Specifying the Processing Order of Merge Articles
Beginning with Microsoft SQL Server 2005, it is possible to override the default order of article processing for merge publications. This is useful, for example, if you define referential integrity through triggers and those triggers must fire in a certain order.
To specify the processing order of articles
Replication Transact-SQL programming: How to: Specify the Processing Order of Merge Table Articles (Replication Transact-SQL Programming)
During merge synchronization, articles are, by default, processed in the order required by the dependencies between objects, including the declarative referential integrity (DRI) constraints defined on the base tables. Processing involves enumerating the changes to a table and then applying those changes. If no DRI is present but join filters or logical records exist between table articles, the articles are processed in the order required by the filters and logical records. Articles not related to any other article through DRI, join filters, logical records, or other dependencies are processed according to the article nickname in the sysmergearticles (Transact-SQL) system table.
Consider a publication that includes the tables SalesOrderHeader and SalesOrderDetail with a primary key column SalesOrderID in the SalesOrderHeader table and a corresponding foreign key column SalesOrderID in the SalesOrderDetail table. During synchronization, merge replication prevents foreign key violations by inserting any new rows in SalesOrderHeader before inserting associated rows in SalesOrderDetail. Similarly, rows are deleted from SalesOrderDetail before the associated row is deleted from SalesOrderHeader.
However, in some applications referential integrity is enforced through database triggers, or at the application level, rather than through DRI. Given the publication described above, instead of DRI, the SalesOrderDetail table could have an insert trigger that ensures the associated row in the SalesOrderHeader table exists before allowing an insert. SalesOrderHeader could have a delete trigger that ensures there are no associated rows in SalesOrderDetail before allowing a delete. Merge replication does not take into account triggers when determining processing order of articles because it cannot determine what the result of the trigger will be until it has fired. Similarly, replication cannot take into account constraints defined at the application level.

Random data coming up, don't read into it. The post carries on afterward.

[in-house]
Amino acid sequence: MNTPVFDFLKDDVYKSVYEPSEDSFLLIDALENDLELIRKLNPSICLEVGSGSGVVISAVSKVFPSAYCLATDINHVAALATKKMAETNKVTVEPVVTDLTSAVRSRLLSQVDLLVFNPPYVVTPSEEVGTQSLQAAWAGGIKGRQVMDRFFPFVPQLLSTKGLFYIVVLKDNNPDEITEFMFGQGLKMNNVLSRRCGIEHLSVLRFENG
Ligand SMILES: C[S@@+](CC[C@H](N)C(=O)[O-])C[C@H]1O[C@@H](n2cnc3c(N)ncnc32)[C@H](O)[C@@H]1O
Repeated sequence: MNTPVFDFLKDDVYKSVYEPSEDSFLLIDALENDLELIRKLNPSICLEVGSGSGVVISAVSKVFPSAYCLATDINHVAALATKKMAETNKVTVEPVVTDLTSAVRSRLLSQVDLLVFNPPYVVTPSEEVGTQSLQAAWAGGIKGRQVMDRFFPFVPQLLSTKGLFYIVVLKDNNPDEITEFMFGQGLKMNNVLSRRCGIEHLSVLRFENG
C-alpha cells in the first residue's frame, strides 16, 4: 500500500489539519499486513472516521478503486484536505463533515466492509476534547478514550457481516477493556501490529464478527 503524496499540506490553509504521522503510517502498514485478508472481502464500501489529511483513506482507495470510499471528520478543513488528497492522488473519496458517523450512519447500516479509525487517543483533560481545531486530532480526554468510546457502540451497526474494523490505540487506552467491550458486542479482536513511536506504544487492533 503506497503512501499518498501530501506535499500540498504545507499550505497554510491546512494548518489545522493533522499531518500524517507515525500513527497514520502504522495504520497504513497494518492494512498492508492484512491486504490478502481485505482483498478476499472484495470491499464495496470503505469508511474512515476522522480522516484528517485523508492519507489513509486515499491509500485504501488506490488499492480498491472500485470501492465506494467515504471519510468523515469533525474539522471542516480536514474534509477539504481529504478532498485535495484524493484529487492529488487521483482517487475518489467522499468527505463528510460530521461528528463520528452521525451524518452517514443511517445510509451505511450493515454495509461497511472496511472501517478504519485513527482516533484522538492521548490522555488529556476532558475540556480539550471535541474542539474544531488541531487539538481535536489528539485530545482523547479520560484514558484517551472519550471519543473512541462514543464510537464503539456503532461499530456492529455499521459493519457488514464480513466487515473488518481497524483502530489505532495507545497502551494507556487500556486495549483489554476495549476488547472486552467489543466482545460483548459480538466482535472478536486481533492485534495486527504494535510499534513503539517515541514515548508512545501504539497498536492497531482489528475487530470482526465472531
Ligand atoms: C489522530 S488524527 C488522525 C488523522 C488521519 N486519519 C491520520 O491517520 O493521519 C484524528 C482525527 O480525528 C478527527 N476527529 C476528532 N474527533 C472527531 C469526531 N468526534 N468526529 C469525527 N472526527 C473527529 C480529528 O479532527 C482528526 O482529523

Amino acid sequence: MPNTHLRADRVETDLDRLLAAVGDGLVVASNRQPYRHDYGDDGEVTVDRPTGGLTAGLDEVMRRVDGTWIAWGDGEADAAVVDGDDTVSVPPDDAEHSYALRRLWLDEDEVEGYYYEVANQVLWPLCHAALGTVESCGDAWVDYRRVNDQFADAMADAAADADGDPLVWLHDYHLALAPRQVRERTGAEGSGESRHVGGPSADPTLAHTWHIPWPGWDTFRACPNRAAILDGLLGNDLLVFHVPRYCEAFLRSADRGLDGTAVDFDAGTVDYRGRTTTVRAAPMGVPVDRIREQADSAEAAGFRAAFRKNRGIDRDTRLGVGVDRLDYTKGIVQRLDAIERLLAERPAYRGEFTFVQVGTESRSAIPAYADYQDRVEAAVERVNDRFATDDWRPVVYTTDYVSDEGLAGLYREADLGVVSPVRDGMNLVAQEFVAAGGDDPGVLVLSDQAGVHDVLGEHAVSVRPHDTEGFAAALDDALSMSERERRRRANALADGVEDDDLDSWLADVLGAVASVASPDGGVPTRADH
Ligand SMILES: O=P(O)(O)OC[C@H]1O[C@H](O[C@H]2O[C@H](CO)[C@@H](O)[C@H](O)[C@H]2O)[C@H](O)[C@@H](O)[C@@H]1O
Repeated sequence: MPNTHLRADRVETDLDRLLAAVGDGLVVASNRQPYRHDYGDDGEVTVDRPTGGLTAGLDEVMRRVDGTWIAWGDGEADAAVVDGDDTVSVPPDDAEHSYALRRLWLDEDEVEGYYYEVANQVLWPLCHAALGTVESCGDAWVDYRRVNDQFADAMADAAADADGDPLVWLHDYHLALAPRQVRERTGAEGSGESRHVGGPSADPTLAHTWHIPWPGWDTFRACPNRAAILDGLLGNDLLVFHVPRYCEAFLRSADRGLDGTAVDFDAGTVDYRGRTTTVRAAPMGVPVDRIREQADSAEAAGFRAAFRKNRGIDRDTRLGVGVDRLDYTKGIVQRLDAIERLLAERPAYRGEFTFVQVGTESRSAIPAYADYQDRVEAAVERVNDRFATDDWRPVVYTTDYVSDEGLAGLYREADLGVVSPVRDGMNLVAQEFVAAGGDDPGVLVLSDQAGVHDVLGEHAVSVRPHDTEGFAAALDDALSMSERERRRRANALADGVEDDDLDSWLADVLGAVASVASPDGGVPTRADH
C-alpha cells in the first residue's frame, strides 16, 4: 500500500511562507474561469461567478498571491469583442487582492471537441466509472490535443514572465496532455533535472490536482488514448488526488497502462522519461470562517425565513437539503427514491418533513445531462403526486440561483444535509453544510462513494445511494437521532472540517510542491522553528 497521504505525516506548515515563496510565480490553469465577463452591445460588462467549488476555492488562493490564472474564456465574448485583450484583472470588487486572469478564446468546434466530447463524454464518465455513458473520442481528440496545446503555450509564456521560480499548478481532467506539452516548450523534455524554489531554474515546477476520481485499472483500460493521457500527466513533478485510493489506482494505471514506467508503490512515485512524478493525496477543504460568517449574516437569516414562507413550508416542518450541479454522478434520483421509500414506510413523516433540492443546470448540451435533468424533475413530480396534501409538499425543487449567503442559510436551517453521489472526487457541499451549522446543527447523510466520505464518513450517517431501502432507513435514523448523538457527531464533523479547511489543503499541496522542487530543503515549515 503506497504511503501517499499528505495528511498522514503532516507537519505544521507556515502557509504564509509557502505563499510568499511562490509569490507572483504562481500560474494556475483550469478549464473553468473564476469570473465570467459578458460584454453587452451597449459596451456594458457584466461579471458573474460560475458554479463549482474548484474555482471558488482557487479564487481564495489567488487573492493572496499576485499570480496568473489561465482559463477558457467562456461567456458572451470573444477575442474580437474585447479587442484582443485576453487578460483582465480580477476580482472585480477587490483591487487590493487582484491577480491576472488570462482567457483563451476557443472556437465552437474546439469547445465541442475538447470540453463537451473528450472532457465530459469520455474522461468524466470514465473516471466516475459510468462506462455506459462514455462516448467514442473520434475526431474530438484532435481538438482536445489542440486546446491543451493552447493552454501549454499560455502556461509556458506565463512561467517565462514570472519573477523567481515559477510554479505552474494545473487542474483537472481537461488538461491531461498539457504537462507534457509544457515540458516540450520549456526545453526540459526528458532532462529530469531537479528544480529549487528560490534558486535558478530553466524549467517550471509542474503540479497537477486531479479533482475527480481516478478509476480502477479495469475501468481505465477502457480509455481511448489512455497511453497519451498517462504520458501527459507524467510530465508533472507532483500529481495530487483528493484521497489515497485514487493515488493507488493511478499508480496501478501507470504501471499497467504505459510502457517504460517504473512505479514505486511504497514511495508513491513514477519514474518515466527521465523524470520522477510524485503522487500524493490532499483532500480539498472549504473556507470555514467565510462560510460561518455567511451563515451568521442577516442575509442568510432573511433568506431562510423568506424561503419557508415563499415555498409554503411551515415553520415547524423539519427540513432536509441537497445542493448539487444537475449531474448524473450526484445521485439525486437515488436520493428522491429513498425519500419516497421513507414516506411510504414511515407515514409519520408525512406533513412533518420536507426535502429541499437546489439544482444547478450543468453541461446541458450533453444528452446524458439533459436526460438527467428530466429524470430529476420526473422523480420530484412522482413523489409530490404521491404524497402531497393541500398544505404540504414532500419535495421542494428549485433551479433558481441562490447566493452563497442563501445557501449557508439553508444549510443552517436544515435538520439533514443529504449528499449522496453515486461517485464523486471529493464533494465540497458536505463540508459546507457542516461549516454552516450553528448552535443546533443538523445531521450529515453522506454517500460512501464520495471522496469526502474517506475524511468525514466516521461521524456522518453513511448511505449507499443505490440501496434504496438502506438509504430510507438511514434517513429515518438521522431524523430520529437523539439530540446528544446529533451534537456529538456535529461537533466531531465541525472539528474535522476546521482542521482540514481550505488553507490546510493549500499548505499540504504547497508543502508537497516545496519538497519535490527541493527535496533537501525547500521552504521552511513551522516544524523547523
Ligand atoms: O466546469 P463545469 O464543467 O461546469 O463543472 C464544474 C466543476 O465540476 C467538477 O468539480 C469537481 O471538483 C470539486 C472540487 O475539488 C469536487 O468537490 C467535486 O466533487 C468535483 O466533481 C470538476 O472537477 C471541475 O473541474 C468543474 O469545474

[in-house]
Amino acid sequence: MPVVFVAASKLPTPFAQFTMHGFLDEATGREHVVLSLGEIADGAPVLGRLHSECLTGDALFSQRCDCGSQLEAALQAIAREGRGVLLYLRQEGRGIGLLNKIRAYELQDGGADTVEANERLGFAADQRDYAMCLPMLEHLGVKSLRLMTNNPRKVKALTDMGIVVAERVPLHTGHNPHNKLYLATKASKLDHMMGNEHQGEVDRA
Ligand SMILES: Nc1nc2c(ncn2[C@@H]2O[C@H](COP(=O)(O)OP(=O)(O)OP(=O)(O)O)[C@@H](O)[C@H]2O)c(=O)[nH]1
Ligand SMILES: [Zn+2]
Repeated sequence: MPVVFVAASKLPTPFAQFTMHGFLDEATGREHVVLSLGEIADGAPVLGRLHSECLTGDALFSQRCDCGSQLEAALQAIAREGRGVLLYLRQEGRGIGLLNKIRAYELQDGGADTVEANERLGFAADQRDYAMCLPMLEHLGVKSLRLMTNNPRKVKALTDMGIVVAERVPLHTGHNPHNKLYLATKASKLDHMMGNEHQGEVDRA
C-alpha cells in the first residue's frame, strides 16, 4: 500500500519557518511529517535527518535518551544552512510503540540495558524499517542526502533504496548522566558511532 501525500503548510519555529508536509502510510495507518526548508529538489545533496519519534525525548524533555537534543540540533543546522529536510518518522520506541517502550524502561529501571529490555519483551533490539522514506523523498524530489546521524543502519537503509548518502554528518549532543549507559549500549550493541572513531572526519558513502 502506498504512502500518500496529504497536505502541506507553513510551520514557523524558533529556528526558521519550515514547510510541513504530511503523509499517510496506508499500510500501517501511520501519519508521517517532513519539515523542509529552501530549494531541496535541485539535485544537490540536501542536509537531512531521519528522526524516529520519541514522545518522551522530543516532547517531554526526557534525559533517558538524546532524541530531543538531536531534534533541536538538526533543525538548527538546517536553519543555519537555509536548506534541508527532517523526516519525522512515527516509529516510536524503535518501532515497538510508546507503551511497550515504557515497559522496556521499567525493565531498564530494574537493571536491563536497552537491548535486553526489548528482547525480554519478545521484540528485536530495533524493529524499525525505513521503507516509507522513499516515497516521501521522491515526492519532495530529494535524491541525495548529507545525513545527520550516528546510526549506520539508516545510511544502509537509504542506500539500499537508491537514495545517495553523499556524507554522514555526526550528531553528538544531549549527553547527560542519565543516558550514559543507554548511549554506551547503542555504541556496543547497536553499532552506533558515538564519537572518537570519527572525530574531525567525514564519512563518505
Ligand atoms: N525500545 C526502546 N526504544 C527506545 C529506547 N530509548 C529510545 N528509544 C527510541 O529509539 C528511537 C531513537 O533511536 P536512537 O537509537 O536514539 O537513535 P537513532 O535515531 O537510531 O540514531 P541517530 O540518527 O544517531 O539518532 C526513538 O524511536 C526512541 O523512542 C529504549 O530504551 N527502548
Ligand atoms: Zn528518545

When referential integrity is maintained through triggers or at the application level, you should specify the order in which the articles should be processed. In the example with triggers, you would specify that the SalesOrderHeader table should be processed before SalesOrderDetail, because article ordering is based on insert order. Merge replication will automatically reverse the order for deletes. Merge replication will not fail without article ordering, because the Merge Agent continues to process articles if a constraint violation occurs; it then retries any operations that failed after other articles have been processed. Specifying article order simply avoids retries and the additional processing associated with them. If you specify an incorrect order (for example, one that results in detail records being processed before header records), merge replication will retry processing until it succeeds.